Apart from Herrera’s motion, AFT Local 2121 and the California Federation of Teachers also moved for a preliminary injunction onNov. 25, citing additional legal theories.  That motion was denied.  A third motion by the ACCJC asked the court to abstain from hearing the City Attorney’s lawsuit for interfering with complex accrediting processes largely governed by federal law; or, failing that, to stay Herrera’s action pending the outcomes of City College’s accreditation proceeding and ACCJC’s own efforts to renew its recognition with the U.S. Department of Education.  A fourth motion, also by the ACCJC, requested that the court strike the AFT/CFT’s case under California’s Anti-SLAPP statute, which enables defendants to dismiss causes of actions that intend to chill the valid exercise of their First Amendment rights of free speech and petition.  (SLAPP is an acronym for “Strategic Lawsuits Against Public Participation.”)  Both of the ACCJC’s pre-trial motions were denied.

The ACCJC has come under increasing fire from state education advocates, a bipartisan coalition of state legislators and U.S. Rep. Jackie Speier for its controversial advocacy to dramatically restrict the mission of California’s community colleges by focusing on degree completion to the detriment of vocational, remedial and non-credit education.  The accrediting body’s political agenda — shared by conservative advocacy organizations, for-profit colleges and student lender interests — represents a significant departure from the abiding “open access” mission repeatedly affirmed by the California legislature and pursued by San Francisco’s Community College District since it was first established.

Herrera’s action, filed on Aug. 22, alleges that the commission acted to withdraw accreditation “in retaliation for City College having embraced and advocated a different vision for California’s community colleges than the ACCJC itself.”  The civil suit offers extensive evidence of ACCJC’s double standard in evaluating City College as compared to its treatment of six other similarly situated California colleges during the preceding five years.  Not one of those colleges saw its accreditation terminated.

The City Attorney’s case is: People of the State of California ex rel. Dennis Herrera v. Accrediting Commission for Community and Junior Colleges et al., San Francisco Superior Court No. 13-533693, filed Aug. 22, 2013.  The AFT/CFT case is: AFT Local 2121 et al. v. Accrediting Commission for Community and Junior Colleges et al., San Francisco Superior Court No. 534447, filed Sept. 24, 2013.  Documentation from the City Attorney’s case is available online at: http://www.sfcityattorney.org.”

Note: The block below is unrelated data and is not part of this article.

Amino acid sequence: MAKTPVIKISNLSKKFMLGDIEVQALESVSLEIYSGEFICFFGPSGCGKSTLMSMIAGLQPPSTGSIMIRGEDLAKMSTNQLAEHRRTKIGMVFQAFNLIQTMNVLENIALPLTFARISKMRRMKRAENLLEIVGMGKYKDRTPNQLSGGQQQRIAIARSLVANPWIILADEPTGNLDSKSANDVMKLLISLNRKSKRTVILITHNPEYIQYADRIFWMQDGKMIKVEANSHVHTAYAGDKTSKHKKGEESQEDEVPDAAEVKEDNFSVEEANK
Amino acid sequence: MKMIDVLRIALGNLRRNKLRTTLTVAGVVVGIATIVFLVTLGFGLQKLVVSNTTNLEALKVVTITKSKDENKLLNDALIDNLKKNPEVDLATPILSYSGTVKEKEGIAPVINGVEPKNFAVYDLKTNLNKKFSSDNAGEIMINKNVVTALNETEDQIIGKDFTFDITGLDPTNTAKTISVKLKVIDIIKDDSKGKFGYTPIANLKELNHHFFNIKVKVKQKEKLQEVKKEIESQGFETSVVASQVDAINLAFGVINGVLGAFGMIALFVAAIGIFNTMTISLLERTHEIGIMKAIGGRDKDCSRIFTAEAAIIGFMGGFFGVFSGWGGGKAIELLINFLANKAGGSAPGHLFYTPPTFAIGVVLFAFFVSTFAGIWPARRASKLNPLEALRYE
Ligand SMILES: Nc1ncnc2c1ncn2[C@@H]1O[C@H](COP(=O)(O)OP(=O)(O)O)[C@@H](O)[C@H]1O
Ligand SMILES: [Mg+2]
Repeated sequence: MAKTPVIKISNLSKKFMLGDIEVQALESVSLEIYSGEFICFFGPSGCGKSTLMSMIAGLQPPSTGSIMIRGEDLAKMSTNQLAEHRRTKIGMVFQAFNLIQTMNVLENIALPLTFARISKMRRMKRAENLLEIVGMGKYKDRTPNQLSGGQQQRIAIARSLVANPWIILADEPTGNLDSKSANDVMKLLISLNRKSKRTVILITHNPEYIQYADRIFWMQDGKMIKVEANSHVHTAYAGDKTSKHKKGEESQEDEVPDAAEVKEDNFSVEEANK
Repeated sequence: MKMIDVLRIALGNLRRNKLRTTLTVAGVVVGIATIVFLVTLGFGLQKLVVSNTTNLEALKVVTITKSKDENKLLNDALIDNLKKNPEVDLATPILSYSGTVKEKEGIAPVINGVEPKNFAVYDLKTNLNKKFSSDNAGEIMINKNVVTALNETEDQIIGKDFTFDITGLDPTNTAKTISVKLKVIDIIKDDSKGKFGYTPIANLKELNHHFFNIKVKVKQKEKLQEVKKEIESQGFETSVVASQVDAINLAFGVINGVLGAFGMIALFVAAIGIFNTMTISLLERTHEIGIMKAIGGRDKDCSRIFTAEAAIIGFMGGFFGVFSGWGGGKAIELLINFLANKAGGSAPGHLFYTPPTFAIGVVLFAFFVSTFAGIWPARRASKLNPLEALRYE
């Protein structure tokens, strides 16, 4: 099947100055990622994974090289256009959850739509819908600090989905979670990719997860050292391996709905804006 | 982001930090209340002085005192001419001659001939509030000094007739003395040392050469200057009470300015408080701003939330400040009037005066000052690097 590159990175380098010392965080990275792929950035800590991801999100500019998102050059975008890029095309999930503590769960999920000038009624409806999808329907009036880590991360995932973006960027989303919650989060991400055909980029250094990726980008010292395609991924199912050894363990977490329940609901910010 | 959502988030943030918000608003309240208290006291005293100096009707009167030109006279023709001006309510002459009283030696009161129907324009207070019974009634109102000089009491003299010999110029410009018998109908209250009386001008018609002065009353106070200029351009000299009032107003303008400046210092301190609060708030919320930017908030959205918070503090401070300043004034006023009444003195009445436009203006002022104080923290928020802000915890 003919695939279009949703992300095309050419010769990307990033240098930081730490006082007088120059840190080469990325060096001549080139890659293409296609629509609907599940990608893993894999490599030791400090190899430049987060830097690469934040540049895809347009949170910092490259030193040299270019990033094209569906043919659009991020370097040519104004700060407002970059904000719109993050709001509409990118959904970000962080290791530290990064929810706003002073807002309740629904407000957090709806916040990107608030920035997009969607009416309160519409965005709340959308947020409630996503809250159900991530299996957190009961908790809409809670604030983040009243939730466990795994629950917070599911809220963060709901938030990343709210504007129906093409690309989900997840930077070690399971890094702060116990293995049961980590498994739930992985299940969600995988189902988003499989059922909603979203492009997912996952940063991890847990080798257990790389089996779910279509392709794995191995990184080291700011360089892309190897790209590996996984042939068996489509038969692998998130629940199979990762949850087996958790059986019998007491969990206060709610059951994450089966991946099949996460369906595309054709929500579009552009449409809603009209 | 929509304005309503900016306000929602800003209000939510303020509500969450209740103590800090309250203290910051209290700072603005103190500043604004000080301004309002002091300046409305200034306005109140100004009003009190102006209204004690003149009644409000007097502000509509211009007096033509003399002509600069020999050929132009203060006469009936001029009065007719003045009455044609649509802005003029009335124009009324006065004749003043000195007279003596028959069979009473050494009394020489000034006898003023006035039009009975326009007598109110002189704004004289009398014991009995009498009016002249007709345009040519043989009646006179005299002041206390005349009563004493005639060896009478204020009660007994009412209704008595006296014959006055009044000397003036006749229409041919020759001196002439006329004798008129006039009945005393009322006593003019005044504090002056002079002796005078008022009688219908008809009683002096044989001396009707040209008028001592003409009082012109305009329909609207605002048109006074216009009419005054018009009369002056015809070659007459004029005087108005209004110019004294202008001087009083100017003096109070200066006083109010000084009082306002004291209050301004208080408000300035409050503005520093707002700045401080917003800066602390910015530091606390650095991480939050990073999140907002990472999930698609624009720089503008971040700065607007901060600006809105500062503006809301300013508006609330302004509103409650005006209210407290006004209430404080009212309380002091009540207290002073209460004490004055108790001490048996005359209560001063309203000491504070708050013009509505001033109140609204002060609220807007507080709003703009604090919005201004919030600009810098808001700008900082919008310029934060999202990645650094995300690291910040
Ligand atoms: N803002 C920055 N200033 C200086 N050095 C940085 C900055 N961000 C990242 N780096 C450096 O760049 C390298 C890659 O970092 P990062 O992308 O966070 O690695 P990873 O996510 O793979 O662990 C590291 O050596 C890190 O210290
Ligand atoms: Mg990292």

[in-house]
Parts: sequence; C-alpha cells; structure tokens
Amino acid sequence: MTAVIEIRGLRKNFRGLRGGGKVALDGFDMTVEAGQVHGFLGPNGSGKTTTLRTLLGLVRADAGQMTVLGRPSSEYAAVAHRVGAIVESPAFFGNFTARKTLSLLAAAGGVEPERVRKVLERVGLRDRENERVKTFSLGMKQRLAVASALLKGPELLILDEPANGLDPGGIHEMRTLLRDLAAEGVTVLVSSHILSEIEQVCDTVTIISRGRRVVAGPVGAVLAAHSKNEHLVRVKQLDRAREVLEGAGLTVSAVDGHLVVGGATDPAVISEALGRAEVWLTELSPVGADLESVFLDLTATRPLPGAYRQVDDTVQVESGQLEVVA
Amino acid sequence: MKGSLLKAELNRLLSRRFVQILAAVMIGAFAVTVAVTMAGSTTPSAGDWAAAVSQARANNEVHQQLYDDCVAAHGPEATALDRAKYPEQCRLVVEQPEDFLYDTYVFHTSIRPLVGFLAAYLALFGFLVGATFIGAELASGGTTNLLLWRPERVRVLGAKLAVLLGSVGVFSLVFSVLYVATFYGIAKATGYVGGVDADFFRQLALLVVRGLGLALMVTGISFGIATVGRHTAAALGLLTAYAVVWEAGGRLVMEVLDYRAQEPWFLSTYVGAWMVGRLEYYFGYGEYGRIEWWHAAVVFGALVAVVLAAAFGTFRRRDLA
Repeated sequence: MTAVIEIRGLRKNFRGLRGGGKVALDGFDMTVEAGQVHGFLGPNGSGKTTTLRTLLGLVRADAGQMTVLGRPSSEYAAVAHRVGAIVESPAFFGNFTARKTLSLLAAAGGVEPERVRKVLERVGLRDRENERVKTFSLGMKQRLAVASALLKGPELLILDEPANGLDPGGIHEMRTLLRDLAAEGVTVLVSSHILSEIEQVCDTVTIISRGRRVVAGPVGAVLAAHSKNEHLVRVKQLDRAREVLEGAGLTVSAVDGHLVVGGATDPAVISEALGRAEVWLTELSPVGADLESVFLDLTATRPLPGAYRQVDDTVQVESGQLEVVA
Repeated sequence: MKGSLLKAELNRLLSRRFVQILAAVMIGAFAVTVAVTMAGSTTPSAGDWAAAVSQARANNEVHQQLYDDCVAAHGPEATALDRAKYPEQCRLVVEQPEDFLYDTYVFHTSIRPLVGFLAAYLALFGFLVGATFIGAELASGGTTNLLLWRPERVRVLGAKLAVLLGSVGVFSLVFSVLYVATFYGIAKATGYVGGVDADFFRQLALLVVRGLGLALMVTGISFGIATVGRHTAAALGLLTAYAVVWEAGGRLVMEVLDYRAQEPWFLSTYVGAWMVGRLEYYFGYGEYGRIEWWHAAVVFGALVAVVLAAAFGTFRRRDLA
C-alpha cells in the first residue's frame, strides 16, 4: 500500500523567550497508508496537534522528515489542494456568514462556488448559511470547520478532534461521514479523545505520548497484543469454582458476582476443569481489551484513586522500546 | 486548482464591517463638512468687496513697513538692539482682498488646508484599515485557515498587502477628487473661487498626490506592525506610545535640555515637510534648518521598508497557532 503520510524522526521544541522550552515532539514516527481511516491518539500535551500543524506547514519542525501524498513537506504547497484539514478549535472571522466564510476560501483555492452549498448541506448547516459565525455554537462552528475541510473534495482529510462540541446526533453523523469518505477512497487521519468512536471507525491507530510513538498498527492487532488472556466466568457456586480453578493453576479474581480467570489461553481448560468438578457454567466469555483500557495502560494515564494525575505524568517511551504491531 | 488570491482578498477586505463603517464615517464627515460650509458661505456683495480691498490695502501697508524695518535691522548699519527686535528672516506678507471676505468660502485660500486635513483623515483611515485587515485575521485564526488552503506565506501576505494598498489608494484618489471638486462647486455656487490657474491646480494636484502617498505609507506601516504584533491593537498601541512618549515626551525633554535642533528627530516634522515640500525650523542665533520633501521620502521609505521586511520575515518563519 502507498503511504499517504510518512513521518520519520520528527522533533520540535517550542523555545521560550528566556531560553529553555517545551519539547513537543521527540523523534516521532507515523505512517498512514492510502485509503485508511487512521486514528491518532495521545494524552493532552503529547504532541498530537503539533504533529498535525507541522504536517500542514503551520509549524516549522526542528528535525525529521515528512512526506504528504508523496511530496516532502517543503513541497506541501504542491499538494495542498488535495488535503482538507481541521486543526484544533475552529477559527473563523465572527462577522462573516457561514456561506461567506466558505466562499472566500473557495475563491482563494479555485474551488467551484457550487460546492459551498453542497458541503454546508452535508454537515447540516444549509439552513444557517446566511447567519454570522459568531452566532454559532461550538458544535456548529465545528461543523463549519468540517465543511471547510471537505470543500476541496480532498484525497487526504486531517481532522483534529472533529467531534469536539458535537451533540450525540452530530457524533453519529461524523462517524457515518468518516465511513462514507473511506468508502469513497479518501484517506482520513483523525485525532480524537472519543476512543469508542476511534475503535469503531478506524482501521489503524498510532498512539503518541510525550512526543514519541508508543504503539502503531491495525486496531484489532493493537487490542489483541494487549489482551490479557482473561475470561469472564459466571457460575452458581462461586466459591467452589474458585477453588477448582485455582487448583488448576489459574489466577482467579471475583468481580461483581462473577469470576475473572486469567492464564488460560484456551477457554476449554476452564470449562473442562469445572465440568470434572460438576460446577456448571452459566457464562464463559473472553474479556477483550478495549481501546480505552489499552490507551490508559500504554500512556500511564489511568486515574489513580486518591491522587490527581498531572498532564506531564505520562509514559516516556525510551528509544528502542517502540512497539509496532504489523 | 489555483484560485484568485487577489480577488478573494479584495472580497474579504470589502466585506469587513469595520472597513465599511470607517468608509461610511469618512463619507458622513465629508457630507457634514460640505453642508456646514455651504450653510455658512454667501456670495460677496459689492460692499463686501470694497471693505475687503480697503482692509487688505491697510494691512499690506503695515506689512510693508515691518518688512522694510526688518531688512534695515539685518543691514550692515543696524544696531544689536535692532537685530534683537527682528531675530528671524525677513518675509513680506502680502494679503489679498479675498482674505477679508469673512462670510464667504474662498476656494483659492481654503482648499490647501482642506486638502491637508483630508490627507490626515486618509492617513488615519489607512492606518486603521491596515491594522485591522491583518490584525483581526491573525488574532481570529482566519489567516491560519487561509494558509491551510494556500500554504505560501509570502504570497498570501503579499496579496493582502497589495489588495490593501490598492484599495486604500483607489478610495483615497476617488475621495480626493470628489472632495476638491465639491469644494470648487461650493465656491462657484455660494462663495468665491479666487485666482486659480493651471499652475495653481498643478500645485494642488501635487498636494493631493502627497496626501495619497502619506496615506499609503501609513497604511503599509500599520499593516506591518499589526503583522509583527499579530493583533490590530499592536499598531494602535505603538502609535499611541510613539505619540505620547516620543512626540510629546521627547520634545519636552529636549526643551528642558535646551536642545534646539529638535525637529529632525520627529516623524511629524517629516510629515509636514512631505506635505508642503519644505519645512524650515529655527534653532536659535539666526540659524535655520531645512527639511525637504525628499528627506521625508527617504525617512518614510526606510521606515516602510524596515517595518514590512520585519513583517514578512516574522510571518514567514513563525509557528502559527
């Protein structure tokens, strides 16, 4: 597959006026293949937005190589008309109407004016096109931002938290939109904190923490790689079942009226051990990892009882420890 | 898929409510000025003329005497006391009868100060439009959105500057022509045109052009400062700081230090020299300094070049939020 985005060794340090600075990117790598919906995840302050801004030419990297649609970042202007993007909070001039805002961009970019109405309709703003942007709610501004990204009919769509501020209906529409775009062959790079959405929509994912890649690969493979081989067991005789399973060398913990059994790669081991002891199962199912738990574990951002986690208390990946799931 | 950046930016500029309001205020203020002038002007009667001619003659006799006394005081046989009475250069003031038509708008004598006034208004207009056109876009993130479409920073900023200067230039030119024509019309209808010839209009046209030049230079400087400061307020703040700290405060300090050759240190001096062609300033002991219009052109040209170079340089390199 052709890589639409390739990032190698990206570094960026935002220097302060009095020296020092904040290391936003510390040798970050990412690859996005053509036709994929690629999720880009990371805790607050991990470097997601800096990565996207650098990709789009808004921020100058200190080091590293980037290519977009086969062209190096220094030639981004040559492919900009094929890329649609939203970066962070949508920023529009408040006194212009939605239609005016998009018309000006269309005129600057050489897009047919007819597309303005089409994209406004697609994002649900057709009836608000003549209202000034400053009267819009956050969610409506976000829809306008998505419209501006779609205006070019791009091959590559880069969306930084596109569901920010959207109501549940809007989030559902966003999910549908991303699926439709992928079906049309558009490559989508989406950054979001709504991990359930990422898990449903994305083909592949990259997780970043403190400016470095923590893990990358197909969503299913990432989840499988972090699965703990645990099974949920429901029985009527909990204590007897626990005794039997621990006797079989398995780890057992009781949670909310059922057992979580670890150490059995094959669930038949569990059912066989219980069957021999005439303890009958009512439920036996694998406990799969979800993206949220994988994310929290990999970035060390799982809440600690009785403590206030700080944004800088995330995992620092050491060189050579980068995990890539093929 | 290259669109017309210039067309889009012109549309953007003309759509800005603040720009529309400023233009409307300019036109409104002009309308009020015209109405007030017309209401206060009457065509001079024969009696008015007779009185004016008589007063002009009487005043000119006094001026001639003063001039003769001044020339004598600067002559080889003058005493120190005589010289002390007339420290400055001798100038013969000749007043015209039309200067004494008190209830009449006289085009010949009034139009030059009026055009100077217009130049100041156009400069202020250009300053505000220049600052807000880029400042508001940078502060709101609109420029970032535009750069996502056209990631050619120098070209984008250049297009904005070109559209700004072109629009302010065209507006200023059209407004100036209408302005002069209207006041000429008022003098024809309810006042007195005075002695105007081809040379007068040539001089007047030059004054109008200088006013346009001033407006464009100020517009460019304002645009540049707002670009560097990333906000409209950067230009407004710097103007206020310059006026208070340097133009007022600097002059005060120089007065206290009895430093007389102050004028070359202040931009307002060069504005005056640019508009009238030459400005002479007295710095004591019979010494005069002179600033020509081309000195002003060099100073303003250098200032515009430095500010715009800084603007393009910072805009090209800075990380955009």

Oh, It’s On! A Boxing Day Courthouse Showdown Betwixt CCSF and the ACCJC – Thursday, Thursday, Thursday!

Tuesday, December 24th, 2013

Comes now San Francisco City Attorney Dennis Herrera, in the baby blue trunks…

…taking on the nameless, faceless Accrediting Commission for Community and Junior Colleges, in the dark blue trunks.

I don’t think there’s any argument against the contention that City College of San Francisco has screwed up BIG TIME, and I think we all can agree that the ACCJC is not a perfect organization.

Anyway, Round XXXVII is coming up Thursday AM:

“Court will hear City Attorney’s motion to forbid de-accrediting City College
*** Thursday, Dec. 26, 9:00 a.m. ***

SAN FRANCISCO (Dec. 24, 2013)—As a part of its lawsuit to prevent the Accrediting Commission for Community and Junior Colleges (ACCJC) from revoking the accreditation of City College of San Francisco, City Attorney Dennis Herrera’s office will be appearing in San Francisco Superior Court on Thursday, December 26 to ask the court for a preliminary injunction in the case.

What: Hearing on plaintiff’s motion for preliminary injunction in the case of People of the State of California v. Accrediting Commission for Community and Junior Colleges

When: Thursday, December 26, 2013, 9:00 a.m. Note: the court’s calendar begins at 9:00 a.m., but this particular motion may be heard at any time between 9:00 a.m. and the conclusion of the court’s morning business